Purdue University

Charlotte Tuggle / WBAA


Universities are seeing success in recruiting more women to their computer science programs, but making sure they want to stay in the major is a different challenge. And colleges can struggle to make sure the environment is as inclusive as possible.

For example, in the computer science department at Rose-Hulman Institute of Technology, there’s only one bathroom.

The building only has room for one, and for a while it was men-only.

Charlotte Tuggle / WBAA


The computer science field is booming, yet women are still underrepresented within it. Research shows one reason is that girls are not as exposed to computer science in K-12 education. So universities are reaching out to schools to introduce computing earlier.

Courtesy IU Communications

Purdue University and Indiana University’s Robert H. McKinney School of Law are partnering up to form an agricultural law program. Those tasked with designing it will have to adapt to a changing field of study.

Ag lawyer Amy Cornell has been appointed as the consultant for the venture, which would train budding lawyers in agricultural issues. She’ll oversee a committee that will determine the needs of the ag market, as well as students and employers.

Cornell says ag law is broad, but holds unique opportunities because of its depth.


Boilermaker fans and alumni are excited about a new brew, and there's a new place that it can be enjoyed. Boiler Gold debuted at the opening Purdue football game in September 2017, and is now available exclusively in Ross-Ade Stadium, and the newly renovated 1869 Tap Room. WBAA's John Clare spoke to Purdue's Brian Farkas, Bryan Gutridge, and Shannen Jordan to get the scoop.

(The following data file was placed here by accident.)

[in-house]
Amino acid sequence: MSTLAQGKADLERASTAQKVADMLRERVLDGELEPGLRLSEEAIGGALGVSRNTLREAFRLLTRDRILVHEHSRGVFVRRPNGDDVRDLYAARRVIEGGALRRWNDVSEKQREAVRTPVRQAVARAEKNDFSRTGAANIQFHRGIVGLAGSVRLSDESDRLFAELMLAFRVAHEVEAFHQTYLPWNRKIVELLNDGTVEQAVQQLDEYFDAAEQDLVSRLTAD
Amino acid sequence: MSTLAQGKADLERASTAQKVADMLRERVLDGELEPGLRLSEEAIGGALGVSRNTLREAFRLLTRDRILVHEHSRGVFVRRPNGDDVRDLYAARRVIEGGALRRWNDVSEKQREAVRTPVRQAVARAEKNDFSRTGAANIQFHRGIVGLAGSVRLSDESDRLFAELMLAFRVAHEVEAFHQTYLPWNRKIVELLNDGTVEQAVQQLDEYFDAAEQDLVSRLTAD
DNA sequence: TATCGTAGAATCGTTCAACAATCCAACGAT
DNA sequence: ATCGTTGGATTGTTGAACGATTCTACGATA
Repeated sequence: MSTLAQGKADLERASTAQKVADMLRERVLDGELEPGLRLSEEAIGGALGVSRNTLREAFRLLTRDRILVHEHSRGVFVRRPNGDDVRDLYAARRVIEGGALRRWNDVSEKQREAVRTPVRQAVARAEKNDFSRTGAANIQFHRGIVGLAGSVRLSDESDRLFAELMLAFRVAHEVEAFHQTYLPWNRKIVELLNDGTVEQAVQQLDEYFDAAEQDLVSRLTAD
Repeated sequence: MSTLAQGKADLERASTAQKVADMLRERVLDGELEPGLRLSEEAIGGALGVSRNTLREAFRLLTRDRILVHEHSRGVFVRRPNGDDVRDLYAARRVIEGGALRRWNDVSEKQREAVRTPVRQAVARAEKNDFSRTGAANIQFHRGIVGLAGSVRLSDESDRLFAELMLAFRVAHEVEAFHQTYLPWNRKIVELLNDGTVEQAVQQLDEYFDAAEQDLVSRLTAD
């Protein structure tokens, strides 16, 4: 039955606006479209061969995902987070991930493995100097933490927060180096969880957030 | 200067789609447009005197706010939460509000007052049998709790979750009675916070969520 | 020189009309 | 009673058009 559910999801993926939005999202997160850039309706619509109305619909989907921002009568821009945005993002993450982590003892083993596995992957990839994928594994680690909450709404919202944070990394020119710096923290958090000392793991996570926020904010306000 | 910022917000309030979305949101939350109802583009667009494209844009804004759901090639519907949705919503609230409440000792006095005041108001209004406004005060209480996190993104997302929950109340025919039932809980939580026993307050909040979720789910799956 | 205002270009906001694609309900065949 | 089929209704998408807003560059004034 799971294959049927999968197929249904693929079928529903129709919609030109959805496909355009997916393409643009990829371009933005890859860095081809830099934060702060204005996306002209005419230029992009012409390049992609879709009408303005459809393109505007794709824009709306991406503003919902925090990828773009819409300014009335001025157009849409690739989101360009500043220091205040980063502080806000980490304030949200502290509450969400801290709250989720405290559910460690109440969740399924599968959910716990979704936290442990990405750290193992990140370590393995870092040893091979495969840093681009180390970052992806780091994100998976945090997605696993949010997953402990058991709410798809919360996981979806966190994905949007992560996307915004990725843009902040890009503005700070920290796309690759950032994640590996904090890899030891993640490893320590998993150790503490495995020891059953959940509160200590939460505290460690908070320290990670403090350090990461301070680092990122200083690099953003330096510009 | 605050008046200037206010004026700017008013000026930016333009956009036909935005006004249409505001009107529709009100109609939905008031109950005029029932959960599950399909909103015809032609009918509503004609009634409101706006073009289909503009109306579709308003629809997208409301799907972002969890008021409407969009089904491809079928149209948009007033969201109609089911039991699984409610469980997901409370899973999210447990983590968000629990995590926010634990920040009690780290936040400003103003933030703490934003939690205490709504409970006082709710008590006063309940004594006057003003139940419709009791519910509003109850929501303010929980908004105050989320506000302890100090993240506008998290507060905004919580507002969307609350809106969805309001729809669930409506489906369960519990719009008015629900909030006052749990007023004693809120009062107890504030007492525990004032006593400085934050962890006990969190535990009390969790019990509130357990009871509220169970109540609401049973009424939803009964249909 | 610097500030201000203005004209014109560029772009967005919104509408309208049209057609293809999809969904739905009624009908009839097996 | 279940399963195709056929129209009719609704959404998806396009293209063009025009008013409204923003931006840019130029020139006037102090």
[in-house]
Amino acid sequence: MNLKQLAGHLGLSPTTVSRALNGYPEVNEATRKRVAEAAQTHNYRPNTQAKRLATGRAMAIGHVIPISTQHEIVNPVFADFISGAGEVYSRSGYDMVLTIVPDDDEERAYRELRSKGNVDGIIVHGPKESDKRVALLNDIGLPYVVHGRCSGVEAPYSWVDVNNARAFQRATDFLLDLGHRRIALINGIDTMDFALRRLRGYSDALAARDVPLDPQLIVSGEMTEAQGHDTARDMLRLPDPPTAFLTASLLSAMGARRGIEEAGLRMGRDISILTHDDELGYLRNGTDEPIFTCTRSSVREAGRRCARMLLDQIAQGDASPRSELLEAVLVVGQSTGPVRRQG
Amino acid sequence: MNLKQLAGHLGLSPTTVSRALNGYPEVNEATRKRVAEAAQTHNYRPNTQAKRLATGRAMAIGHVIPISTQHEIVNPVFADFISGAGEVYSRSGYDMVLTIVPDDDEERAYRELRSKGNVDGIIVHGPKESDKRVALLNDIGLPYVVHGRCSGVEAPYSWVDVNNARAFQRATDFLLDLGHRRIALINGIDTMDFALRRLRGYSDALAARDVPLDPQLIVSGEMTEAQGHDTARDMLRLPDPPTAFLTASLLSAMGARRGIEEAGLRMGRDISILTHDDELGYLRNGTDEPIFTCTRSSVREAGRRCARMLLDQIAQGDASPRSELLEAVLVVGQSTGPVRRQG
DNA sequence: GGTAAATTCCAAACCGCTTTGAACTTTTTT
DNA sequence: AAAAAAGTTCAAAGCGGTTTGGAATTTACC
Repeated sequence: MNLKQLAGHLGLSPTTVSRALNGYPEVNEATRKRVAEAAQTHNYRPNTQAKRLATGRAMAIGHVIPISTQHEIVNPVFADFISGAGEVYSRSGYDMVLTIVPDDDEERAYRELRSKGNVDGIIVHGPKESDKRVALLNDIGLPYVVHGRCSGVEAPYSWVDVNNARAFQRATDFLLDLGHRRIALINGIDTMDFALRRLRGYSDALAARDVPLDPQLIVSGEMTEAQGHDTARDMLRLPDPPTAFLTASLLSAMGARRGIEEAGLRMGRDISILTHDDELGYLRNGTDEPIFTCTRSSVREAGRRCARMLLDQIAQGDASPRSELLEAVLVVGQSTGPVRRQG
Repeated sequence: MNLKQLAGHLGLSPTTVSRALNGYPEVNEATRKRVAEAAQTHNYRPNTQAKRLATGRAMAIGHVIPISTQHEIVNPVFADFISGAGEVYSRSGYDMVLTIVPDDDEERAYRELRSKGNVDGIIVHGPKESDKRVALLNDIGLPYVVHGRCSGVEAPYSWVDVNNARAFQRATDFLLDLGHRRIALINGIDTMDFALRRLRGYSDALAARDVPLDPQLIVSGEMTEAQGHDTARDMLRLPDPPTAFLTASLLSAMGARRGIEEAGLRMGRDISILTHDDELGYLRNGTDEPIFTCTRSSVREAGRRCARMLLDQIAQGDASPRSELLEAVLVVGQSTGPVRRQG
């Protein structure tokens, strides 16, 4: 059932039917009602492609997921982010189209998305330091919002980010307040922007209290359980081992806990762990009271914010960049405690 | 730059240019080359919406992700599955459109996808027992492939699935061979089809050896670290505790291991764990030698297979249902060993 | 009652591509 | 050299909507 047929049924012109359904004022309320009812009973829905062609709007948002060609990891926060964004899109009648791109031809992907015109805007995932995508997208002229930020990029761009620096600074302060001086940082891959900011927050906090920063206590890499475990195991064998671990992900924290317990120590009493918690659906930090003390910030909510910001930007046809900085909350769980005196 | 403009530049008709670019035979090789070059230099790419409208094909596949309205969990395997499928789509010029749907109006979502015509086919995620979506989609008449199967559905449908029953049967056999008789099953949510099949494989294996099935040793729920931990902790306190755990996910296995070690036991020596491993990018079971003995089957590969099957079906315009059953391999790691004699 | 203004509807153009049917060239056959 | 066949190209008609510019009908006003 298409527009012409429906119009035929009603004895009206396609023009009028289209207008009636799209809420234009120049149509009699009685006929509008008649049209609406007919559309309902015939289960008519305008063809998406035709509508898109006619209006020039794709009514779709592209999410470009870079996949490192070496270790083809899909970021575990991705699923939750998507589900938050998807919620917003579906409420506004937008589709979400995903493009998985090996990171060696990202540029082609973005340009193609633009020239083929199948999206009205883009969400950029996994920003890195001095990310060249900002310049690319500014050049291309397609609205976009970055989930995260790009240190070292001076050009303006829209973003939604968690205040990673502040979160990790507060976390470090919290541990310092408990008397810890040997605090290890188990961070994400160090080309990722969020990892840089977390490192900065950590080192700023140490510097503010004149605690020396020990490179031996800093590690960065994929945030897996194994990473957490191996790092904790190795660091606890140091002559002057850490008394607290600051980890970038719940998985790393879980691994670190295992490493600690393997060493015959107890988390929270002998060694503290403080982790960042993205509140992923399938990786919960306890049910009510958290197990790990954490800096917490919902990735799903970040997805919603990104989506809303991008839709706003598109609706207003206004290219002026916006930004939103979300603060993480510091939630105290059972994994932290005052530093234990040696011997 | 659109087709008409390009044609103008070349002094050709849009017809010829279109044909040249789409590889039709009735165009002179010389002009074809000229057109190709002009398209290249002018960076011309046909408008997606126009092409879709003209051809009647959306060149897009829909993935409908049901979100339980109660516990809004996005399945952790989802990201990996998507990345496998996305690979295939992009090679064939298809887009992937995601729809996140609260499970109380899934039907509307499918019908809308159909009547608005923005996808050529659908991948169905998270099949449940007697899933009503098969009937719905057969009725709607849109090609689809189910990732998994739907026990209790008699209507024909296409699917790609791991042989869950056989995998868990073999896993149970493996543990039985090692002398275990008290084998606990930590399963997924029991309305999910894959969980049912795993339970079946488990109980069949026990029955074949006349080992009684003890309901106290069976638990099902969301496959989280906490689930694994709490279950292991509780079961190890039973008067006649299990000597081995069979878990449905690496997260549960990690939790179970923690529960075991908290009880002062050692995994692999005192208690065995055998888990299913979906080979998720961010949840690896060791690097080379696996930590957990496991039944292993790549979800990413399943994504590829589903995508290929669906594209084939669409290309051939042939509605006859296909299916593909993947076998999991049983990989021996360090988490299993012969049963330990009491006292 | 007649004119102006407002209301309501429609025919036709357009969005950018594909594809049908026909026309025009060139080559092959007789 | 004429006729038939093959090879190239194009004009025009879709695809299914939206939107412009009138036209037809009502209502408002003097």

Purdue University photo/Mark Simons

Joe Barry Carroll is a Purdue alumnus and former NBA All Star who reinvented himself as a wealth advisor, philanthropist, author, and painter. He appears this weekend at the West Lafayette Public Library, Sunday at 1pm for a reading and signing of Black American Voices, and a Children's art and writing workshop at 3pm. WBAA's John Clare spoke to Carroll about the event and his books.

New regulations for how big farms handle raw produce won’t affect the hundreds of vendors that sell at Indiana farmers markets.

But small-scale growers still have plenty of rules to follow.

In a trailer at the Lafayette Farmers Market, Graham Rider digs through a freezer stuffed with plastic packages of frozen meat. His family owns Thistle Byre Farm in Burnettsville.

“Here’s our thermometer,” Rider says, pulling it out from beneath totes of ground beef and lamb. “Oh, good. It’s below 20.”

Thousands gathered on Purdue’s campus Monday to watch the solar eclipse. But, it wasn’t just the moon blocking the sun. 

The Purdue Astronomy Club passed out 10,000 pairs of solar eclipse glasses Monday – but they say Bloomington will have it much harder in seven years.

Astronomy club member Hongda Zeng says it’s a relatively short time span to expect another eclipse, and parts of Indiana will be right in the path of totality.

Purdue University will help train thousands of new Infosys employees in Indiana and nationwide.

The five-year agreement comes as the technology and consulting company readies a new hub in Indianapolis.

For years, Infosys hired mainly visa workers from overseas. The company said in May it’s shifting course, hiring 10,000 American employees – including 2,000 in Indiana.

And, no, we’re not talking about Sonic the Hedgehog.

An exhibit at the Indiana State Fair allows visitors to hear how the Hoosier State has changed over the last two centuries, thanks, in part, to a new branch of science —soundscape ecology.

“We use sounds to tell us about landscapes and the animals that reside there and how places change over time,” says Ben Gottesman, an ecologist at Purdue University.

courtesy Andy Whelton

About a year ago, Purdue engineering professor Andy Whelton started a Kickstarter campaign to fund his research on what's known as cured in place pipe, or CIPP, in part because he’d had to use some of his own cash to keep it going.